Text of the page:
Why conservatives support a joke like Cain—they think anyone can beat Obama!

Sage McLaughlin writes:

A thought struck me today, that there is a close connection between the establishment conservatives’ constant braying (beginning at least a year and a half before the 2012 election) about the end of the Obama presidency, and their enthusiasm for Herman Cain. As you’ve said, Cain is not remotely qualified for the job, and is a bad politician to boot. Conservatives don’t want to hear this, because he sounds like an authentic fiscal conservative to them, and this election is, even more than most, about economics.

As Charles Krauthammer pointed out yesterday, Michelle Bachmann has already declared that Republican victory is all but assured, so much so that we don’t have to worry about issues like electability—no compromise on principle is necessary. [LA replies: Did she really say that?] Beating Obama is a foregone conclusion, so we might as well just vote our hearts. In my opinion this complacency is a big part of the explanation for the Republican base’s ongoing infatuation with Cain, no matter what missteps he makes and no matter how damaged his brand becomes.

This is very worrisome, because not only is Obama not beaten, but I’m more and more convinced that if the election was a month from now, he would absolutely wipe the floor with Herman Cain. Cain will never—and I do mean never—beat Obama on style, and he won’t win a single debate against him. All the things that made a man named Barack, with a background like his, into a pill the American electorate could swallow are totally absent in Cain. He has characteristic southern black inarticulateness, constantly mangling and mispronouncing words and stock phrases. Having grown up in the deep South, I can tell you that this is not an “accent,” it is a sure signal of Southern blacks’ aversion to reading that is almost an allergy. The fact that he didn’t know China possessed nuclear weapons, and similar revealing gaffes, demonstrate that Cain is a deeply ignorant man.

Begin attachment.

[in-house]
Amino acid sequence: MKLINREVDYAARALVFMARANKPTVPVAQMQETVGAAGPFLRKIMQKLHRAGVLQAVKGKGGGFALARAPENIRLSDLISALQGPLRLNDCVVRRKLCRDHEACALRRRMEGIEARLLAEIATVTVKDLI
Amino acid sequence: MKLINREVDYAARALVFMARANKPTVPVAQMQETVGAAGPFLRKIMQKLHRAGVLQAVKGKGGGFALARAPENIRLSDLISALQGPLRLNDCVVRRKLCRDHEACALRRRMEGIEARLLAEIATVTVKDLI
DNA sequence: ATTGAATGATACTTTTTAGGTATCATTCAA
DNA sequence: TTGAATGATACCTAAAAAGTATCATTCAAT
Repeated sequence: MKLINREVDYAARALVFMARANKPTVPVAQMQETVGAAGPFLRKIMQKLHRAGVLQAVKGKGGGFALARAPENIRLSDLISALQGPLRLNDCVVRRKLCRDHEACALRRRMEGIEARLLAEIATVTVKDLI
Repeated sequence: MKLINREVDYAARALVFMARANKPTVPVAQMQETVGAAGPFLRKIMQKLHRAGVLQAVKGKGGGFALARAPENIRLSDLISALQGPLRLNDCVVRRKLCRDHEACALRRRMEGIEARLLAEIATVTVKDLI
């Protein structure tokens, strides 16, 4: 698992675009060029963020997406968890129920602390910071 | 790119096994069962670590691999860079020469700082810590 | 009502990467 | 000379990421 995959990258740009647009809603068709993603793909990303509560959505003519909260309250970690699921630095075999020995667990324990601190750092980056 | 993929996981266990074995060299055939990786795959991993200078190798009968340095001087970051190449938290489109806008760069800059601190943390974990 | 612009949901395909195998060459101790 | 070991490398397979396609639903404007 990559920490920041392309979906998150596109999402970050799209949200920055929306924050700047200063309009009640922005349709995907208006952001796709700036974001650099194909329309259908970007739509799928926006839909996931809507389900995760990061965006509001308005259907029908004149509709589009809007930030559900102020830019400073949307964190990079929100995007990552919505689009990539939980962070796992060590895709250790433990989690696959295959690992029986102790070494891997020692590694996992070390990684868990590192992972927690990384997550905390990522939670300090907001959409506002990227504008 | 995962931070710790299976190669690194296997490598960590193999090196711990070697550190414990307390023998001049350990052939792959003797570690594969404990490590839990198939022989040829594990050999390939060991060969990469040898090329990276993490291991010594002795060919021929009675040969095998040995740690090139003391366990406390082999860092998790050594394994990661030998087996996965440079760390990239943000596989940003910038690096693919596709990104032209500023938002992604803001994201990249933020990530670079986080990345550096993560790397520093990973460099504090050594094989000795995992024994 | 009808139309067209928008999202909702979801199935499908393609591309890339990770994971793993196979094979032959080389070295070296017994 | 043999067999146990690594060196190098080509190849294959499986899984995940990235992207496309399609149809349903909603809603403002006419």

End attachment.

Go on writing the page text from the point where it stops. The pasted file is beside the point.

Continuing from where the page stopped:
Now in many ways, the President is also a deeply ignorant man. But what he does have is the ability to affect erudition, the ability to mimic a white liberal academic. [LA replies: See 2008 VFR article by Joseph Kay, “The empty black suit.”] He also doesn’t trip on his own tongue constantly, and his gaffes are usually of the type that can be minimized or explained away. This is the thing that so many “centrist” whites found so alluring about him in 2008. In short, he’s a good politician—I think it was George Stephanopoulos who described him as “non-threatening.” Herman Cain sounds and acts, if I may say so, like the typical kind of black man that nobody ever thought Americans would elect. Certainly nobody would have assumed that Americans in general would be thrilled at the prospect of an inarticulate Southern black man with a thing for groping white women (and fair or unfair, that’s the basic profile he’s stuck with for the rest of his life).

Race still really matters psychologically, and Americans will elect the black man who conforms to the liberal fantasy, rather than the one who confirms the stereotype.

LA replies:

One of the ideas your comment brings out is that the Republicans’ anticipatory triumphalism about the 2012 election, for which I have repeatedly criticized and made fun of them, is more than an amusing and harmless folly. It has distorted their entire grasp of political reality, to the point that they look on Cain as a serious candidate for the presidency.

Posted by Lawrence Auster at November 08, 2011 05:40 PM | Send

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